If nothing else, The Wrestler made me want to grow my hair out, strap on some tight-ass black leather pants, and blast some serious eighties hair metal. When the title character, Randy “The Ram” Robinson, declares, “Fuckin’ eighties man. Best shit ever,” I felt myself nodding in approval even though I barely remember the decade seeing as I was nine when it’s awesomeness came to a close. But all throughout high school, thanks to Jeff “The Body” Phillips, eighties music was the shit. Poison, Bon Jovi, Skid Row, Cinderella, Def Leopard, LA Guns—we tried valiantly to revive the eighties during the late nineties on the suburban South Shore of Massachusetts, and we did a pretty decent job. We convinced our graduating class that our senior prom song should be “The Search is Over” by Survivor, and we performed as Poison along with two other friends during our school’s mock male beauty pageant. Jeff and I would cruise in his tomato red Honda CRX with the sunroof open, eighties music shredding it up. Now, thanks to The Wrestler, eighties music receives two hours of glorious revival.
That said, The Wrestler is a small picture about small people living in a small world who still cling to big dreams. Randy, played by Mickey Rourke in one of those performances fully deserving of its hyperbole, is a relic of the 80s, a professional wrestler who once wrestled in Madison Square Garden, but at the start of the film is relegated to a school’s gymnasium. Washed-up, beat-up, and bulked up with all sorts of roids, Randy is a pathetic creature who probably banged fine-ass bitches in his hey-day, but now needs to get off on the occasional curiosity fuck, like a woman who knows of him because her brother followed Randy’s career. Most of the film consists of director Darren Aronofsky following Randy around his depressed Jersey milieu, whether it’s the local strip joint, supermarket, trailer parks, or American legion halls where he still wrestles, clinging with every fiber in his body to the fading remnants of his past. This film is a far cry aesthetically from Aronofsky’s previous fever dream films, which were pitched at maximum volume, but Aronofsky achieves an admirable documentary verisimilitude that is well suited for this tale.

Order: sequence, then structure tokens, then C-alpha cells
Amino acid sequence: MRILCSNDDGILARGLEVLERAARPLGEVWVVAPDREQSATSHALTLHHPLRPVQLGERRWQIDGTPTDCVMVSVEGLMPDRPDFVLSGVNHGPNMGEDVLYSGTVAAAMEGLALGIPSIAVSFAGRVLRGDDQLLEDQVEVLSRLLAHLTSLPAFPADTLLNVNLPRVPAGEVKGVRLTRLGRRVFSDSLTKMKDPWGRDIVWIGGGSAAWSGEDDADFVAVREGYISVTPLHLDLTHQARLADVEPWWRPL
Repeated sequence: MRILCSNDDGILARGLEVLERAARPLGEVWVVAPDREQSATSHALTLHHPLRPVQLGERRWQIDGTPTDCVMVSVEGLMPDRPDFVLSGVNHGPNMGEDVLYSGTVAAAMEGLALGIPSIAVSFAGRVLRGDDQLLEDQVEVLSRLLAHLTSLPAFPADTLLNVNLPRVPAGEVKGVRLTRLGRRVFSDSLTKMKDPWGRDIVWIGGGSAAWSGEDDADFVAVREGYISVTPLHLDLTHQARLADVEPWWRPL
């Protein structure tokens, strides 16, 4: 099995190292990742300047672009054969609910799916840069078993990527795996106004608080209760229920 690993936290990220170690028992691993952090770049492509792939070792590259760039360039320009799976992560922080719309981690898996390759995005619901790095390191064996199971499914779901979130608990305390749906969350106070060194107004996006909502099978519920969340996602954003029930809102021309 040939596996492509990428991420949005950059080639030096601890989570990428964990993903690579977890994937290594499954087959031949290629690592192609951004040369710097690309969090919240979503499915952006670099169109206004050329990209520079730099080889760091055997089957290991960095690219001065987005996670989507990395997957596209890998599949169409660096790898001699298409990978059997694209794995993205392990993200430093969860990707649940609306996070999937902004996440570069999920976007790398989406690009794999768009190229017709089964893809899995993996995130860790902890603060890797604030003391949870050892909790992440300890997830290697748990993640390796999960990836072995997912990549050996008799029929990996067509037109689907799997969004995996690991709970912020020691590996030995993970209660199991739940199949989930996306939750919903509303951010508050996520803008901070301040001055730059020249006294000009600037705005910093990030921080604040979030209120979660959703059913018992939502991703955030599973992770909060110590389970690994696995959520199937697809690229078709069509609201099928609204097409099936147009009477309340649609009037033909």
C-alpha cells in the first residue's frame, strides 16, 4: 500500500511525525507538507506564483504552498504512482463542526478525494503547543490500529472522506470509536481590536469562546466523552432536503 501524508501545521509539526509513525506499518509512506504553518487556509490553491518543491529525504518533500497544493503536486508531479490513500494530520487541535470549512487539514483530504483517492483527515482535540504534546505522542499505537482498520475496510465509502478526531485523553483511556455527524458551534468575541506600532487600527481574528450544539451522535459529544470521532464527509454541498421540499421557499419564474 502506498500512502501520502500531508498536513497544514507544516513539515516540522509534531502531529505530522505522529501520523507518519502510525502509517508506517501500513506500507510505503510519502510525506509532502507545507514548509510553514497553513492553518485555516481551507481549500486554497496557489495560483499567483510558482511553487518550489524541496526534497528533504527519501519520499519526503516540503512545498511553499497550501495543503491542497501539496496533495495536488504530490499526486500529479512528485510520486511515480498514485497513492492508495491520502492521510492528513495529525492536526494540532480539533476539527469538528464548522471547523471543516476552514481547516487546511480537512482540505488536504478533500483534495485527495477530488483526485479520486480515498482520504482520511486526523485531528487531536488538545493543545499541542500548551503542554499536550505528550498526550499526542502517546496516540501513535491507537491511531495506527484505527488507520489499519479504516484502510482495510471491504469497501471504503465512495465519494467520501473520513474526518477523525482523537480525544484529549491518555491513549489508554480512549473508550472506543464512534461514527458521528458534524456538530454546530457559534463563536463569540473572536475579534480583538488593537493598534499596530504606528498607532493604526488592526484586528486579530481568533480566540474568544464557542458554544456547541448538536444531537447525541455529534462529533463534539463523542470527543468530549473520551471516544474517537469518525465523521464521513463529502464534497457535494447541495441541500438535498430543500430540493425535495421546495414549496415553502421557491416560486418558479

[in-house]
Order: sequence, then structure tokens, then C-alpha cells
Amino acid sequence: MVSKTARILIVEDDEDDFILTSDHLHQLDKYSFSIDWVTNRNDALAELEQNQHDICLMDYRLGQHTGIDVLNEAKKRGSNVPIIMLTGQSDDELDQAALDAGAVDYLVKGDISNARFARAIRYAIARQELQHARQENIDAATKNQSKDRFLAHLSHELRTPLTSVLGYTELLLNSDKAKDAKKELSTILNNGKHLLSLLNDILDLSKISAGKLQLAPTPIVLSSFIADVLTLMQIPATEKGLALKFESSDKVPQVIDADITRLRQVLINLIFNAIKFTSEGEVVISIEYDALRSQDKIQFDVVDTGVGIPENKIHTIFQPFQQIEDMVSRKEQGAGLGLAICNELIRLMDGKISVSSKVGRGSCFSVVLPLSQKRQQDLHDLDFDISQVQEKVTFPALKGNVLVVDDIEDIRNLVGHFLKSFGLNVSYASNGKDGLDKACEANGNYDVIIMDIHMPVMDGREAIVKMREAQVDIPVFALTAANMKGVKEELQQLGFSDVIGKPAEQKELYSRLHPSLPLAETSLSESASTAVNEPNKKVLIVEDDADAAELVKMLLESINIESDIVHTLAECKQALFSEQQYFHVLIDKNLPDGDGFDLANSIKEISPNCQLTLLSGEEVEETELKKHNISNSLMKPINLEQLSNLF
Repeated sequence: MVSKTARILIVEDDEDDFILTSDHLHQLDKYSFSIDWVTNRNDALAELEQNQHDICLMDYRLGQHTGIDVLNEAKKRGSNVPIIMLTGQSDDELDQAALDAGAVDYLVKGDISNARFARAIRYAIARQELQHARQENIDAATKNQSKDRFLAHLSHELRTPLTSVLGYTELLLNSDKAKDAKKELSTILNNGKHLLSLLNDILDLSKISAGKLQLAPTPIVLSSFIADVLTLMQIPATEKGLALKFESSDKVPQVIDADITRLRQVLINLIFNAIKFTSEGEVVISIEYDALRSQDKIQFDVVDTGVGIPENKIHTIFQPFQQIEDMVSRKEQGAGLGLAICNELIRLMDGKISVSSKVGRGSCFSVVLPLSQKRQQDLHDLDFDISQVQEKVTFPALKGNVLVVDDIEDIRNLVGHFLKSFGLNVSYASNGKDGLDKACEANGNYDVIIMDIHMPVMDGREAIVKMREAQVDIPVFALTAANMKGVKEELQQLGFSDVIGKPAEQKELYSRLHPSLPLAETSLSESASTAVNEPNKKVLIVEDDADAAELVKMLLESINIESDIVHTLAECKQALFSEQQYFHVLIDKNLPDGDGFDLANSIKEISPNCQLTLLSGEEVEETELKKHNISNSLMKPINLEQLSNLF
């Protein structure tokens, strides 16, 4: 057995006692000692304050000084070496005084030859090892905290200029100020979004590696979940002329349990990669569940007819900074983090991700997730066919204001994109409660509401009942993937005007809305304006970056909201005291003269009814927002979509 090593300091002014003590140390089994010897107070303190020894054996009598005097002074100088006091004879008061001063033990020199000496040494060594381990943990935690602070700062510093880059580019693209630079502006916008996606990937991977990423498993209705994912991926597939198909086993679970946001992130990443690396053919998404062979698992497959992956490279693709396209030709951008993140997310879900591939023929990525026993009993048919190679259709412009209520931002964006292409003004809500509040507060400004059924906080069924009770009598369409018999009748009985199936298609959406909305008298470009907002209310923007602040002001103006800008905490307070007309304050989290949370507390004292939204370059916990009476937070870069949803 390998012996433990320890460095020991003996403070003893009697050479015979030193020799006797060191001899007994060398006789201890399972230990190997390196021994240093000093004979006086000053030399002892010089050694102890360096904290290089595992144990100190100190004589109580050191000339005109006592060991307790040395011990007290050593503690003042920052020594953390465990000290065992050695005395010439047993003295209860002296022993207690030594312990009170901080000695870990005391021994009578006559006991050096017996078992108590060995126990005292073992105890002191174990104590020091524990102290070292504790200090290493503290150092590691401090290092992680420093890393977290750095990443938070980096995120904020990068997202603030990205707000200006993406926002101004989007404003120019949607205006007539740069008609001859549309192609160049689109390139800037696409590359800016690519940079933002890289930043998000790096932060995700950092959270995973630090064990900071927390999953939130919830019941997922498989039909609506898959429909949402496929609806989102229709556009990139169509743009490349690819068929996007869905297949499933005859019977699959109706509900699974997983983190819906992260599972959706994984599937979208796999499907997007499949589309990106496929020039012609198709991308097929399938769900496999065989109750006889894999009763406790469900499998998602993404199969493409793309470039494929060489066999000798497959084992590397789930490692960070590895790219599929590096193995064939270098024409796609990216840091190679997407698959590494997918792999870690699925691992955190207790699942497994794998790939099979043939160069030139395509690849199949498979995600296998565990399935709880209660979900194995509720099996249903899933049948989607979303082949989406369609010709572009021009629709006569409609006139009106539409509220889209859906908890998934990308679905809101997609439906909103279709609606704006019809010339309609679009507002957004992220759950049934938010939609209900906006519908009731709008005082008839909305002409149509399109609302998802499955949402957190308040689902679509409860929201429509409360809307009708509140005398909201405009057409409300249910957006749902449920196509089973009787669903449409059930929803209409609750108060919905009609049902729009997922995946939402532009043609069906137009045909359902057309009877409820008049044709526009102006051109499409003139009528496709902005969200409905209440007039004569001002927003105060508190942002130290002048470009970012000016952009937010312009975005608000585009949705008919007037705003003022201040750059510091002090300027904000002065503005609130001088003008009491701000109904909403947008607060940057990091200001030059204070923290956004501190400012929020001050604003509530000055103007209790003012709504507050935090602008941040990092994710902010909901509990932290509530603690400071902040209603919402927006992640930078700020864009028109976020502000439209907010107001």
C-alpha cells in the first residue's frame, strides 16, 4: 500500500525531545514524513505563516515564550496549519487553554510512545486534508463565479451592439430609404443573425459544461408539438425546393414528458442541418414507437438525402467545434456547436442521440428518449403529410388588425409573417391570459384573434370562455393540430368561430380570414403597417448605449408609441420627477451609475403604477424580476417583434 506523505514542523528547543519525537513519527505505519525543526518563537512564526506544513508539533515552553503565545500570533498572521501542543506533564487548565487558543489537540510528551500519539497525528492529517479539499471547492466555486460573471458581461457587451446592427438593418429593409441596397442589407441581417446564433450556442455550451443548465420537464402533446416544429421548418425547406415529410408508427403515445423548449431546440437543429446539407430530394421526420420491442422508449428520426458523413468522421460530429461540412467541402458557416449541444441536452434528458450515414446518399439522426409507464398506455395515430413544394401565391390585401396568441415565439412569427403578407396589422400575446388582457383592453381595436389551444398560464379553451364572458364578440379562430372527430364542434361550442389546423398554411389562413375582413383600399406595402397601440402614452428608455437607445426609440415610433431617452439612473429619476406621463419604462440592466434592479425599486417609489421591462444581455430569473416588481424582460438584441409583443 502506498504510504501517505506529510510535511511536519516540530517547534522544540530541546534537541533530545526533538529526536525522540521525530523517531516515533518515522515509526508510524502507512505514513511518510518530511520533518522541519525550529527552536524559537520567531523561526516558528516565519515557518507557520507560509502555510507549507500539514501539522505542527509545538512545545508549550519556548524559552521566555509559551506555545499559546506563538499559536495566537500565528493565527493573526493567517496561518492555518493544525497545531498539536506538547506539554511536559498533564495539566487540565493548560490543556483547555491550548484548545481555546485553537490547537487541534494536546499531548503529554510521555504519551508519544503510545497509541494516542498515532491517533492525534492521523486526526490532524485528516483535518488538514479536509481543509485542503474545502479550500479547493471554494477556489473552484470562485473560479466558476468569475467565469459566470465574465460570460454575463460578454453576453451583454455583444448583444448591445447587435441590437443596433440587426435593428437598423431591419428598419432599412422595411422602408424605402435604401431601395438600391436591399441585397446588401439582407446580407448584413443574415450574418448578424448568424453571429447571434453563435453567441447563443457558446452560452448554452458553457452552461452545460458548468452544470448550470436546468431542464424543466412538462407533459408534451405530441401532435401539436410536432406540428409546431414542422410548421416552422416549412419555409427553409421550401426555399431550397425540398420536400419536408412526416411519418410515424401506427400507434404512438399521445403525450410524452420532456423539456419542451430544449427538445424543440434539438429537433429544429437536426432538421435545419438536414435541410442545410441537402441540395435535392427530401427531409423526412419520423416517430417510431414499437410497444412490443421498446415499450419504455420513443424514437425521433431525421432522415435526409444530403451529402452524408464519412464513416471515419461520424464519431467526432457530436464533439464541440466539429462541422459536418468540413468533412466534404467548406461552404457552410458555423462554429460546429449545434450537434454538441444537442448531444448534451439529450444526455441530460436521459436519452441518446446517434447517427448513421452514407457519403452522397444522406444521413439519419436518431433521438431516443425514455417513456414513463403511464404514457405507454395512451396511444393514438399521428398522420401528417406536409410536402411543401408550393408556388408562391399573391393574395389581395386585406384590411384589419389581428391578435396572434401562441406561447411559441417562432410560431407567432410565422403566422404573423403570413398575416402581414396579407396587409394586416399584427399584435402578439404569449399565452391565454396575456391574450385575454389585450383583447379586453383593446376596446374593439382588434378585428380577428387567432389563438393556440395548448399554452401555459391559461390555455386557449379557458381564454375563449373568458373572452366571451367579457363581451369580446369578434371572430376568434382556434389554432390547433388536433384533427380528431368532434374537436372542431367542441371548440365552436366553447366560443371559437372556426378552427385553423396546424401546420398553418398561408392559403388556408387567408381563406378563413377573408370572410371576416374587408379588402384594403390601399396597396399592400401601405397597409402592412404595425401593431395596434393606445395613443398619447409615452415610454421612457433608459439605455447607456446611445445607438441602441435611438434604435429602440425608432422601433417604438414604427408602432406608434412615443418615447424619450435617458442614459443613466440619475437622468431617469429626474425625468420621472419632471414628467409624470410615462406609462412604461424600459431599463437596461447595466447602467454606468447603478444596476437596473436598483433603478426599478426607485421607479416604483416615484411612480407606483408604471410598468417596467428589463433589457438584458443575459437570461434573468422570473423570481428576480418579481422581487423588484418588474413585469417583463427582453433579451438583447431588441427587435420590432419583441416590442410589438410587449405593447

A lot of people have commented on how it’s impossible to separate the main character’s career trajectory with that of the actor playing the part, and it’s easy to see why. Rourke was a ridiculously prodigious acting talent who exploded in the eighties in films such as Body Heat, Diner, Angel Heart, Barfly. Dude was the shit. Then the nineties happened and he became a punchline. I believe it cannot be denied that Rourke’s own personal story influenced his take on this character, but I don’t want this review to turn into US Weekly. The performance speaks for itself, specifically the image of Rourke—his hearing aid, his reading glasses, his taped together vest and coat, his pitted, mashed-in face. This is a role that demands presence and Rourke has it. He doesn’t need Shakespearean dialogue to let us in on his pain, his regret, his desire to be loved. You sense it in his voice, but you bear witness to it in his actions, most vividly in the wrestling ring scenes. If Rourke equals Randy, then film equals professional wrestling: a scripted artifice that sustains a grasp on reality because of participatory individuals. No matter how fantastic or unbelievable a scenario may seem in either the film or the wrestling universe, the dependence on accepting these temporary illusions establishes an alternate reality (even if only for a couple of hours). And the characters who create these illusionary realities (film directors/actors/writers/wrestlers) are flesh and blood, so when they willingly expose themselves to us, the audience, a tacit collaboration results and fuses us together to create a symbiotic union between real and fake.
I’m happy Aronofsky, Rourke, Marissa Tomei, and Evan Rachel Woods keep the film rooted; they don’t overplay the story’s modest delights, and the actors don’t over-emote and cry out for Oscar attention (Unlike the actors in Doubt). Everything retains its simplicity, which is how it should be. The film ends on a perfect grace note—Randy/Rourke gives a speech thanking his fans for all of their support before he leaps down from the top ropes and vanishes from the frame, his disappearance the final magic trick that links the character/actor to his audience. Out of sight, never out of mind, Rourke and Aronofsky do justice to the irrefutable fact that everybody wants to have an audience, and everybody needs to be acknowledged for their being. Because even when we disappear, we’re never truly gone.
PS – Bruce Springsteen was robbed. His song, played over the closing credits, complements the film’s tale perfectly.